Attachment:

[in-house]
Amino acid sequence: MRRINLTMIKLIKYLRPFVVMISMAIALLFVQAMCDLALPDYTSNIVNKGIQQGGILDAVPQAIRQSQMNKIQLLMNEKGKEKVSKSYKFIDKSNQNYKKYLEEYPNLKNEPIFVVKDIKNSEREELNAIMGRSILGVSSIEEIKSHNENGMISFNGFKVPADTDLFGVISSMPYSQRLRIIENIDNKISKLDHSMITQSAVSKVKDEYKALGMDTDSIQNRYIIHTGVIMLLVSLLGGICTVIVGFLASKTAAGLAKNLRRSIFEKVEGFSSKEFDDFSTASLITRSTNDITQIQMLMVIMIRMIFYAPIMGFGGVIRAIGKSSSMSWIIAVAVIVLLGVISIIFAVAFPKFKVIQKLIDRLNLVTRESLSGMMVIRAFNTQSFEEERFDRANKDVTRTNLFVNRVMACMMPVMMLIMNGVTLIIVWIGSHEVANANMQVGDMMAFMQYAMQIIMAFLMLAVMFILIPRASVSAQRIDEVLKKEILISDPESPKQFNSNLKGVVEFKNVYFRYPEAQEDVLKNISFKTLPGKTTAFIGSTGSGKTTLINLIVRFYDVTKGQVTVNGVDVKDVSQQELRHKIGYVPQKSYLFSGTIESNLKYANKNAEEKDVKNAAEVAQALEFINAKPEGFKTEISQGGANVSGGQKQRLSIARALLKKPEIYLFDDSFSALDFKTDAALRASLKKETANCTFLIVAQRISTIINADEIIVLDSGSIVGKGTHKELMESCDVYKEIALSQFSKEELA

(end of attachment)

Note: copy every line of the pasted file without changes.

[in-house]
Amino acid sequence: MRRINLTMIKLIKYLRPFVVMISMAIALLFVQAMCDLALPDYTSNIVNKGIQQGGILDAVPQAIRQSQMNKIQLLMNEKGKEKVSKSYKFIDKSNQNYKKYLEEYPNLKNEPIFVVKDIKNSEREELNAIMGRSILGVSSIEEIKSHNENGMISFNGFKVPADTDLFGVISSMPYSQRLRIIENIDNKISKLDHSMITQSAVSKVKDEYKALGMDTDSIQNRYIIHTGVIMLLVSLLGGICTVIVGFLASKTAAGLAKNLRRSIFEKVEGFSSKEFDDFSTASLITRSTNDITQIQMLMVIMIRMIFYAPIMGFGGVIRAIGKSSSMSWIIAVAVIVLLGVISIIFAVAFPKFKVIQKLIDRLNLVTRESLSGMMVIRAFNTQSFEEERFDRANKDVTRTNLFVNRVMACMMPVMMLIMNGVTLIIVWIGSHEVANANMQVGDMMAFMQYAMQIIMAFLMLAVMFILIPRASVSAQRIDEVLKKEILISDPESPKQFNSNLKGVVEFKNVYFRYPEAQEDVLKNISFKTLPGKTTAFIGSTGSGKTTLINLIVRFYDVTKGQVTVNGVDVKDVSQQELRHKIGYVPQKSYLFSGTIESNLKYANKNAEEKDVKNAAEVAQALEFINAKPEGFKTEISQGGANVSGGQKQRLSIARALLKKPEIYLFDDSFSALDFKTDAALRASLKKETANCTFLIVAQRISTIINADEIIVLDSGSIVGKGTHKELMESCDVYKEIALSQFSKEELA